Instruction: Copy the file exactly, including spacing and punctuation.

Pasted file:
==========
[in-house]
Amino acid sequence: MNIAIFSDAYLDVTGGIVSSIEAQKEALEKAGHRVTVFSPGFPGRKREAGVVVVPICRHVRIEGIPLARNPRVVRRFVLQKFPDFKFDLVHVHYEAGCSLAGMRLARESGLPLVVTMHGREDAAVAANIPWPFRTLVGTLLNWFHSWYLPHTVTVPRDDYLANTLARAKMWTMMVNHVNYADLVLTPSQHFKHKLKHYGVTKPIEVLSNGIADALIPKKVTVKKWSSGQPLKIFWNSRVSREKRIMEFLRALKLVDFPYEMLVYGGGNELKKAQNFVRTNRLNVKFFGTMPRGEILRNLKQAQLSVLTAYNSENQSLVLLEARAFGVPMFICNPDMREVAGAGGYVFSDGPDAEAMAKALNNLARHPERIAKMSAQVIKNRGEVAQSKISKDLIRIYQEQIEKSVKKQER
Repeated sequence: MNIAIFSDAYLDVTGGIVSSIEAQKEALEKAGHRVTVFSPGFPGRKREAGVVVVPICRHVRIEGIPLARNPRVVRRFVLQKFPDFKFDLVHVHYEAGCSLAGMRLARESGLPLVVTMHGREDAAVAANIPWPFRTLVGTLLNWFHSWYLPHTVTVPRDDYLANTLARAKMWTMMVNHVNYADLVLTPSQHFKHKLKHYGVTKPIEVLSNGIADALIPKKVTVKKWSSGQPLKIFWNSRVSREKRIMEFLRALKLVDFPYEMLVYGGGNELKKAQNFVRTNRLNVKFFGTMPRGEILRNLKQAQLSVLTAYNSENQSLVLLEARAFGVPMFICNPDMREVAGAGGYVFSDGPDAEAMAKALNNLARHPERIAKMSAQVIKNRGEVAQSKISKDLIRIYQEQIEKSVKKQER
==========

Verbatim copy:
[in-house]
Amino acid sequence: MNIAIFSDAYLDVTGGIVSSIEAQKEALEKAGHRVTVFSPGFPGRKREAGVVVVPICRHVRIEGIPLARNPRVVRRFVLQKFPDFKFDLVHVHYEAGCSLAGMRLARESGLPLVVTMHGREDAAVAANIPWPFRTLVGTLLNWFHSWYLPHTVTVPRDDYLANTLARAKMWTMMVNHVNYADLVLTPSQHFKHKLKHYGVTKPIEVLSNGIADALIPKKVTVKKWSSGQPLKIFWNSRVSREKRIMEFLRALKLVDFPYEMLVYGGGNELKKAQNFVRTNRLNVKFFGTMPRGEILRNLKQAQLSVLTAYNSENQSLVLLEARAFGVPMFICNPDMREVAGAGGYVFSDGPDAEAMAKALNNLARHPERIAKMSAQVIKNRGEVAQSKISKDLIRIYQEQIEKSVKKQER
Repeated sequence: MNIAIFSDAYLDVTGGIVSSIEAQKEALEKAGHRVTVFSPGFPGRKREAGVVVVPICRHVRIEGIPLARNPRVVRRFVLQKFPDFKFDLVHVHYEAGCSLAGMRLARESGLPLVVTMHGREDAAVAANIPWPFRTLVGTLLNWFHSWYLPHTVTVPRDDYLANTLARAKMWTMMVNHVNYADLVLTPSQHFKHKLKHYGVTKPIEVLSNGIADALIPKKVTVKKWSSGQPLKIFWNSRVSREKRIMEFLRALKLVDFPYEMLVYGGGNELKKAQNFVRTNRLNVKFFGTMPRGEILRNLKQAQLSVLTAYNSENQSLVLLEARAFGVPMFICNPDMREVAGAGGYVFSDGPDAEAMAKALNNLARHPERIAKMSAQVIKNRGEVAQSKISKDLIRIYQEQIEKSVKKQER